North Korea said Monday that it is up to the US to decide whether to hold follow-up nuclear talks with the regime, warning unpreparedness could lead to “terrible consequences” after claiming their working-level meeting in Sweden had broken down.
Resorting to harsh language, North Korea’s top nuclear envoy Kim Myong-gil expressed his frustration at not making progress during his meeting with the US delegation -- headed by US Special Representative for North Korea Stephen Biegun -- on an island northeast of Stockholm on Saturday.
“It’s up to the US whether to hold talks later on,” Kim told reporters upon his arrival at Beijing Capital International Airport en route to Pyongyang.
“Ask the US whether to continue talks. ... If the US is not well prepared, who knows what terrible incident could happen. Let’s wait and see,” he said.
North Korea’s top nuclear envoy Kim Myong-gil speaks to reporters upon his arrival at Beijing Capital International Airport en route to Pyongyang. (Yonhap)
Kim was skeptical of the next round of talks being held in the coming weeks. Washington has accepted Sweden’s offer to host the meeting in two weeks’ time.
“The US barely came up with a new method of calculation in some 100 days since the meeting in Panmunjom. Do you think they can do it in two weeks?” Kim said, referring to an impromptu encounter between US President Donald Trump and North Korean leader Kim Jong-un at the border village of Panmunjom in the Demilitarized Zone on June 30.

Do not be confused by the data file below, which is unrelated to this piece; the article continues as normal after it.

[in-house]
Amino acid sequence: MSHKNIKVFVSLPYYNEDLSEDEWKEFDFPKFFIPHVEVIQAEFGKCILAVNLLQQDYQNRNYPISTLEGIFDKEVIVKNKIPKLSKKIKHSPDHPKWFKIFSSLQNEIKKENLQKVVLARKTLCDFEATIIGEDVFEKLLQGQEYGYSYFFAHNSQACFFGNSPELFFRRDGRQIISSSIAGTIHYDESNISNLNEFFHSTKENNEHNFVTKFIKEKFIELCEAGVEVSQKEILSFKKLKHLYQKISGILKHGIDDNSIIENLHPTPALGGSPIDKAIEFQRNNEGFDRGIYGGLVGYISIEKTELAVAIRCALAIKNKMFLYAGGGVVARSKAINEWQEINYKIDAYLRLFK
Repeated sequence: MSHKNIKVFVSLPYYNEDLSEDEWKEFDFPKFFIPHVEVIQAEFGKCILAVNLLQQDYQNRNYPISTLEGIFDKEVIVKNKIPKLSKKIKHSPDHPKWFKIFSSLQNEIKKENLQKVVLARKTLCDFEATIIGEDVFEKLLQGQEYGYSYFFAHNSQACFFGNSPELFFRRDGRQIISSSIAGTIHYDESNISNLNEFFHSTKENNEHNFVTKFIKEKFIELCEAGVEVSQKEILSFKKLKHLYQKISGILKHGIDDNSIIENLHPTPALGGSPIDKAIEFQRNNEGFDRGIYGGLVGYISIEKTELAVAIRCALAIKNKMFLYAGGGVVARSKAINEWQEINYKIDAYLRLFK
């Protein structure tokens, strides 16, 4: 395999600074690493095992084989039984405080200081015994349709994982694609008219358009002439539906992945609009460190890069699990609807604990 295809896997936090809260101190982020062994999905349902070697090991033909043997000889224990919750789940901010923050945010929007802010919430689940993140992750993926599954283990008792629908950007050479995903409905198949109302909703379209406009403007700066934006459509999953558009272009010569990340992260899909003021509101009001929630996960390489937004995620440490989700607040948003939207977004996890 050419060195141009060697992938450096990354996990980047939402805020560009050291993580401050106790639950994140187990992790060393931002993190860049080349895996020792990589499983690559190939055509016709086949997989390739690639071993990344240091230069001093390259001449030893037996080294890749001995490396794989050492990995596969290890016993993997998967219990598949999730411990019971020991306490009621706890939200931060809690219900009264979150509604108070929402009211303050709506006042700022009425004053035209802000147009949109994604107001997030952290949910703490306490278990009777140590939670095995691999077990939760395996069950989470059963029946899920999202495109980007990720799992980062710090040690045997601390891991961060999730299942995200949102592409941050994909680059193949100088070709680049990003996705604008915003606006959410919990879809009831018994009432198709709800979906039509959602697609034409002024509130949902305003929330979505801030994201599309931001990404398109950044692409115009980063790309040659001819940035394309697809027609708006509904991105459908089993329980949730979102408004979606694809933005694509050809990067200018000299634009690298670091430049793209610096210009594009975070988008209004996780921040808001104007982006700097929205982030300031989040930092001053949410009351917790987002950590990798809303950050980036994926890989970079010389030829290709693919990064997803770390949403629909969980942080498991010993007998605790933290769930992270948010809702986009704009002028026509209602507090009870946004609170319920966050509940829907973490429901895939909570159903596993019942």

Following the Stockholm meeting, the North Korean diplomat and the country’s Foreign Ministry complained that the US delegation had failed to bring a package of deals, urging the US to provide security guarantees and lift sanctions.
“We have no desire to engage in such a revolting negotiation as this one until the US carries out practical measures to completely and irreversibly withdraw its hostile policy which threatens the safety of our nation and undermines our people’s right to survive and develop,” North Korea’s Foreign Ministry said in a press statement carried by the state-run Korean Central News Agency on Sunday.
The US denied that the nuclear talks had ended in failure, insisting they had good discussions, including dialogue on the importance of “more intensive engagement to solve the many issues of concern for both sides.”
Experts said Pyongyang seeks to bypass working with government representatives and deal directly with the US president in order to avoid detailed discussions on denuclearization. On the other hand, Washington is trying to focus on working-level talks for now.
North Korea, however, is unlikely to risk spoiling the mood for dialogue by taking provocative actions, such as an intercontinental ballistic missile test, said Cho Han-bum, a senior analyst at the state-run Korea Institute for National Unification.
“Including the North’s recent launch of a submarine-launched ballistic missile, it is taking out powerful cards to put pressure on the US. Similar (military) actions are expected down the road. But not too strong ones that could break the mood,” he said.
By Park Han-na (firstname.lastname@example.org)